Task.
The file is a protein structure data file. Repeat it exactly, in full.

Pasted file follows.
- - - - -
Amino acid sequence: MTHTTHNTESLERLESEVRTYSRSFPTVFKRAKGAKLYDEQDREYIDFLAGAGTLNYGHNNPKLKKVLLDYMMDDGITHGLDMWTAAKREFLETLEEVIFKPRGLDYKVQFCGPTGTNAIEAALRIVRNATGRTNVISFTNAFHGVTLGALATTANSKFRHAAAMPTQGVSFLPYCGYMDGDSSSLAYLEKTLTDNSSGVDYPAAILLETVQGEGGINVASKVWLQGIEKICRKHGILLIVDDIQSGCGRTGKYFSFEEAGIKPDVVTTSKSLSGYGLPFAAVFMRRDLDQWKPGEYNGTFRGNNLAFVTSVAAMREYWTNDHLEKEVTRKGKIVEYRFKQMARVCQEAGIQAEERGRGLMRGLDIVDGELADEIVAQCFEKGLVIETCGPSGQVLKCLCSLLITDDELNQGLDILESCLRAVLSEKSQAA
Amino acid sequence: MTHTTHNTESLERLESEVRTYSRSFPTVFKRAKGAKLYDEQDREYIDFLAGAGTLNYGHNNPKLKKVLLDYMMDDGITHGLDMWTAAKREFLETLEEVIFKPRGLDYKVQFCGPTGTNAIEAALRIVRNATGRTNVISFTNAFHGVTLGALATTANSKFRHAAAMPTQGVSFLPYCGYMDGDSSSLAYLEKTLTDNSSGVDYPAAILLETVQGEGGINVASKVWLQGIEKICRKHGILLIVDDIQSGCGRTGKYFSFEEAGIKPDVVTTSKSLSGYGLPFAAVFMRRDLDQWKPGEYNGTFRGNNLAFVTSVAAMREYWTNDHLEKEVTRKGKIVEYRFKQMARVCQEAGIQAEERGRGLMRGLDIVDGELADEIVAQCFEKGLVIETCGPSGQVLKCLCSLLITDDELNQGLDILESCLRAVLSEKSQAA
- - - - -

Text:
Amino acid sequence: MTHTTHNTESLERLESEVRTYSRSFPTVFKRAKGAKLYDEQDREYIDFLAGAGTLNYGHNNPKLKKVLLDYMMDDGITHGLDMWTAAKREFLETLEEVIFKPRGLDYKVQFCGPTGTNAIEAALRIVRNATGRTNVISFTNAFHGVTLGALATTANSKFRHAAAMPTQGVSFLPYCGYMDGDSSSLAYLEKTLTDNSSGVDYPAAILLETVQGEGGINVASKVWLQGIEKICRKHGILLIVDDIQSGCGRTGKYFSFEEAGIKPDVVTTSKSLSGYGLPFAAVFMRRDLDQWKPGEYNGTFRGNNLAFVTSVAAMREYWTNDHLEKEVTRKGKIVEYRFKQMARVCQEAGIQAEERGRGLMRGLDIVDGELADEIVAQCFEKGLVIETCGPSGQVLKCLCSLLITDDELNQGLDILESCLRAVLSEKSQAA
Amino acid sequence: MTHTTHNTESLERLESEVRTYSRSFPTVFKRAKGAKLYDEQDREYIDFLAGAGTLNYGHNNPKLKKVLLDYMMDDGITHGLDMWTAAKREFLETLEEVIFKPRGLDYKVQFCGPTGTNAIEAALRIVRNATGRTNVISFTNAFHGVTLGALATTANSKFRHAAAMPTQGVSFLPYCGYMDGDSSSLAYLEKTLTDNSSGVDYPAAILLETVQGEGGINVASKVWLQGIEKICRKHGILLIVDDIQSGCGRTGKYFSFEEAGIKPDVVTTSKSLSGYGLPFAAVFMRRDLDQWKPGEYNGTFRGNNLAFVTSVAAMREYWTNDHLEKEVTRKGKIVEYRFKQMARVCQEAGIQAEERGRGLMRGLDIVDGELADEIVAQCFEKGLVIETCGPSGQVLKCLCSLLITDDELNQGLDILESCLRAVLSEKSQAA